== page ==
Bigham, Darrel E. 1942-

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BIGHAM, Darrel E. 1942-

PERSONAL: Born August 12, 1942, in Harrisburg, PA; son of Paul and Ethel (Brandt) Bigham; married Polly Hitchcock (a program director), September 23, 1965; children: Matthew, Elizabeth. Ethnicity: "Caucasian." Education: Messiah College, B.A., 1964; attended Harvard University, 1964-65; University of Kansas, Ph.D., 1970. Politics: Democrat. Religion: Episcopalian. Hobbies and other interests: Travel, gardening.

ADDRESSES: Office—Department of History, University of Southern Indiana, 8600 University Blvd., Evansville, IN 47712; fax: 812-465-7061. E-mail—[email protected].

CAREER: University of Southern Indiana, Evansville, assistant professor, 1970-75, associate professor, 1975-81, professor of history, 1981—, director of Historic Southern Indiana program, 1986—. Indiana State University—Evansville, codirector of regional archives, 1972-74. Indiana Historical Bureau, member of historical marker advisory committee; Indiana Council for History Education, past chair; National Council for History Education, Indiana representative; member of Indiana Council for Social Studies and National Council for Social Studies; U.S. Abraham Lincoln Bicentennial Commission, member, 2000—; appointed Vanderburgh County Historian. Leadership Evansville, executive director, 1976-79; Southern Indiana Rural Development Project, member of board of directors; past president of board of directors of Volunteer Action Center, Evansville Arts and Education Council, Evansville Museum of Arts and Science, and Democrats for Better Government; past member of board of directors of Evansville Museum, Conrad Baker Foundation, and Evansville Vanderburgh County Public Library.

MEMBER: Organization of American Historians, American Historical Association, National Trust for Historic Preservation, American Association for State and Local History, Indiana Association of Historians (past president), Indiana Historical Society, Vanderburgh County Historical Society (past president of board of directors), Rotary Club of Evansville.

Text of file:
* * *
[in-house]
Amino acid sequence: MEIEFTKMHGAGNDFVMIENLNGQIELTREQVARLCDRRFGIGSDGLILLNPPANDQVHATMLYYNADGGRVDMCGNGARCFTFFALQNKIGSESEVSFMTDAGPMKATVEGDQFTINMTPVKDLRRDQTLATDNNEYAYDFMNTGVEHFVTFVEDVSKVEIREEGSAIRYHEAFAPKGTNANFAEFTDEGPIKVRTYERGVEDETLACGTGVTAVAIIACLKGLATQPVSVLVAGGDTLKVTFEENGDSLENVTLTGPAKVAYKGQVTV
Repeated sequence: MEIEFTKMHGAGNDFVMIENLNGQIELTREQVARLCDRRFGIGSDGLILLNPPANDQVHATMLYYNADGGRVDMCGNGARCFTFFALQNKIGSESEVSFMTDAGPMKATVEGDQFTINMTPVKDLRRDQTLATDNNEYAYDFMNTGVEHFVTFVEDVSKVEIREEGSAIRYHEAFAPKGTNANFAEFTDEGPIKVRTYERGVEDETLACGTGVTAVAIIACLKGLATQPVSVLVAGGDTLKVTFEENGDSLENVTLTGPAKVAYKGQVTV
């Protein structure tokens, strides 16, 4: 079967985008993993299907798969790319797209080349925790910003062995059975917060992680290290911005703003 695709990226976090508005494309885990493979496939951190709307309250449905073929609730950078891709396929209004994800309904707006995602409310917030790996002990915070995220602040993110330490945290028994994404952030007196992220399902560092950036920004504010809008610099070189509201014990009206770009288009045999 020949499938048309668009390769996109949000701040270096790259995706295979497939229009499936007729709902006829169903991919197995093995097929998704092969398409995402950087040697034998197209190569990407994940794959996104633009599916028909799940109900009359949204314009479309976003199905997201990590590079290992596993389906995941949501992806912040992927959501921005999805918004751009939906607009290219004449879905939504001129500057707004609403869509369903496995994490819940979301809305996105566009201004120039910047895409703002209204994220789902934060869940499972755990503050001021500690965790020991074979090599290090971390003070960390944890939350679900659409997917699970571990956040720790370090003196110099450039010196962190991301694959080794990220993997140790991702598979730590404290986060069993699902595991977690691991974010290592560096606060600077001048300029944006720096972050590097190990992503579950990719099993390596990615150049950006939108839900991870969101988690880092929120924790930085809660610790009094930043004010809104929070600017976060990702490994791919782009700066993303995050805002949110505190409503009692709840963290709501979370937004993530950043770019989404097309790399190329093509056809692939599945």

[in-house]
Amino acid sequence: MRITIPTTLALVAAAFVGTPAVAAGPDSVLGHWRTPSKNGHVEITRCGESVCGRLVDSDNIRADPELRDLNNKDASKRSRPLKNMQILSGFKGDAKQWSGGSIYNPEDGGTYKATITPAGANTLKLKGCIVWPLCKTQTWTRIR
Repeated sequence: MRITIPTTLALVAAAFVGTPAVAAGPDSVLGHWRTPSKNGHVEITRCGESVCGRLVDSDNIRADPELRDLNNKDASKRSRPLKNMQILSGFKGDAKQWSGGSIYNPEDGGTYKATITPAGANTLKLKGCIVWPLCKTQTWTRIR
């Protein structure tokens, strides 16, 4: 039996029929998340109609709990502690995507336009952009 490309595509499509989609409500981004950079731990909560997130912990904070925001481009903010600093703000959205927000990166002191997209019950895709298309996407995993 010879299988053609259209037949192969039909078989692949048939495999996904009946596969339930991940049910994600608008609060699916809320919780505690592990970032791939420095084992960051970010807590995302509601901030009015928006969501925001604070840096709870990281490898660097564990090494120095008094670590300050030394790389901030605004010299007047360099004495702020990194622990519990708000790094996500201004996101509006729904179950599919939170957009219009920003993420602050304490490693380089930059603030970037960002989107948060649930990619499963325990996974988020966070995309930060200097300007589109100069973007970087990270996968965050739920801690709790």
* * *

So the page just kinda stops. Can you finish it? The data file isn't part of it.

AWARDS, HONORS: Grant from National Endowment for the Humanities, 1989-91; Paul Harris fellow, Rotary Club of Evansville, 1992.


Reflections on a Heritage: The German Americans in Southwestern Indiana, Indiana State University (Evansville, IN), 1980.

We Ask Only a Fair Trial: A History of the Black Community of Evansville, Indiana, Indiana University Press (Bloomington, IN), 1987.

An Evansville Album: Perspectives on a River City, 1812-1988, Indiana University Press (Bloomington, IN), 1988.

Indiana Resource Book, Glencoe/McGraw (New York, NY), 1997.

Towns and Villages of the Lower Ohio, University Press of Kentucky (Lexington, KY), 1998.

Evansville, Arcadia Publishing (Mount Pleasant, SC), 1998.

Southern Indiana, Arcadia Publishing (Mount Pleasant, SC), 2000.

(Editor) Indiana Territory, 1800-2000: A Bicentennial Perspective, Indiana Historical Society (Indianapolis, IN), 2001.

Contributor to books, including Their Infinite Variety: Essays on Hoosier Politicians, Indiana Historical Bureau (Indianapolis, IN), 1981; Always a River: An Anthology, edited by Robert L. Reid, Indiana University Press (Bloomington, IN), 1991; Indiana's African-American Heritage: Essays from Black History News and Notes, edited by Wilma Dulin, Indiana Historical Society (Indianapolis, IN), 1993; and The Black Press in the Middle West, edited by Henry Lewis Suggs, Greenwood Press (Westport, CT), 1996. Contributor of articles and reviews to journals, including Traces of Indiana and Midwestern History, Black History News and Notes, Old Northwest, Peace and Change, Journal of American History, American Historical Review, and Alabama Review. Member of editorial board, Indiana Magazine of History, 1982-86; member of editorial advisory board, Evansville Press, 1983-86, and Organization of American Historians Newsletter, 2001—.

WORK IN PROGRESS: On Jordan's Banks: Emancipation and Black Community Life on the Lower Ohio.

SIDELIGHTS: Darrel E. Bigham once told CA: "In brief, I have sought to explain the place in which I have lived since 1970: how and why the towns and cities of the lower Ohio are what they are; how and why the people of this region think, believe, and act as they do. My audience is general—mostly regional—though I seek to reach academics, also, with a reliable and valid narrative."